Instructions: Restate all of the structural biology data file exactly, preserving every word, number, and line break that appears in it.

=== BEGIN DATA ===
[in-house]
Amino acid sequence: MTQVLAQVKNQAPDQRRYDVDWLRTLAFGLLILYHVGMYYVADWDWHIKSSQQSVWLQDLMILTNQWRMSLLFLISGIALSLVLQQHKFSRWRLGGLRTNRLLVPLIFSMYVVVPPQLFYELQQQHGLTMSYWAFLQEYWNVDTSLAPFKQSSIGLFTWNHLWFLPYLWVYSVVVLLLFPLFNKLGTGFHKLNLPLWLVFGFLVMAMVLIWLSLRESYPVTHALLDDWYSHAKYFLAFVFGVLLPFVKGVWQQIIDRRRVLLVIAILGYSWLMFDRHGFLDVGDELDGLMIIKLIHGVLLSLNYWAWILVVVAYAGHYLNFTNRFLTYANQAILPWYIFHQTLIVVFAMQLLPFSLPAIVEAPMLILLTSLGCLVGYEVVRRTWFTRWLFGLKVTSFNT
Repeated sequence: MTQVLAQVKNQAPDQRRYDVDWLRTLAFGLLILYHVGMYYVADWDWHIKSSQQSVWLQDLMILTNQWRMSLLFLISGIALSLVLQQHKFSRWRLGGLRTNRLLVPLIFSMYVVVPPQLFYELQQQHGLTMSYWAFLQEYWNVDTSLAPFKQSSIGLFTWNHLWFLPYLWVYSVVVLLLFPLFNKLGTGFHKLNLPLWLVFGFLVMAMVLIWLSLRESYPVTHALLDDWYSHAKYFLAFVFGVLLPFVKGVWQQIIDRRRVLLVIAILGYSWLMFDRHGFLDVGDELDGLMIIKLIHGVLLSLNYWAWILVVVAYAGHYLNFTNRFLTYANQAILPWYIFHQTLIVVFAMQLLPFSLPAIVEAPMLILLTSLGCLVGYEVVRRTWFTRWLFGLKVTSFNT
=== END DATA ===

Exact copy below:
[in-house]
Amino acid sequence: MTQVLAQVKNQAPDQRRYDVDWLRTLAFGLLILYHVGMYYVADWDWHIKSSQQSVWLQDLMILTNQWRMSLLFLISGIALSLVLQQHKFSRWRLGGLRTNRLLVPLIFSMYVVVPPQLFYELQQQHGLTMSYWAFLQEYWNVDTSLAPFKQSSIGLFTWNHLWFLPYLWVYSVVVLLLFPLFNKLGTGFHKLNLPLWLVFGFLVMAMVLIWLSLRESYPVTHALLDDWYSHAKYFLAFVFGVLLPFVKGVWQQIIDRRRVLLVIAILGYSWLMFDRHGFLDVGDELDGLMIIKLIHGVLLSLNYWAWILVVVAYAGHYLNFTNRFLTYANQAILPWYIFHQTLIVVFAMQLLPFSLPAIVEAPMLILLTSLGCLVGYEVVRRTWFTRWLFGLKVTSFNT
Repeated sequence: MTQVLAQVKNQAPDQRRYDVDWLRTLAFGLLILYHVGMYYVADWDWHIKSSQQSVWLQDLMILTNQWRMSLLFLISGIALSLVLQQHKFSRWRLGGLRTNRLLVPLIFSMYVVVPPQLFYELQQQHGLTMSYWAFLQEYWNVDTSLAPFKQSSIGLFTWNHLWFLPYLWVYSVVVLLLFPLFNKLGTGFHKLNLPLWLVFGFLVMAMVLIWLSLRESYPVTHALLDDWYSHAKYFLAFVFGVLLPFVKGVWQQIIDRRRVLLVIAILGYSWLMFDRHGFLDVGDELDGLMIIKLIHGVLLSLNYWAWILVVVAYAGHYLNFTNRFLTYANQAILPWYIFHQTLIVVFAMQLLPFSLPAIVEAPMLILLTSLGCLVGYEVVRRTWFTRWLFGLKVTSFNT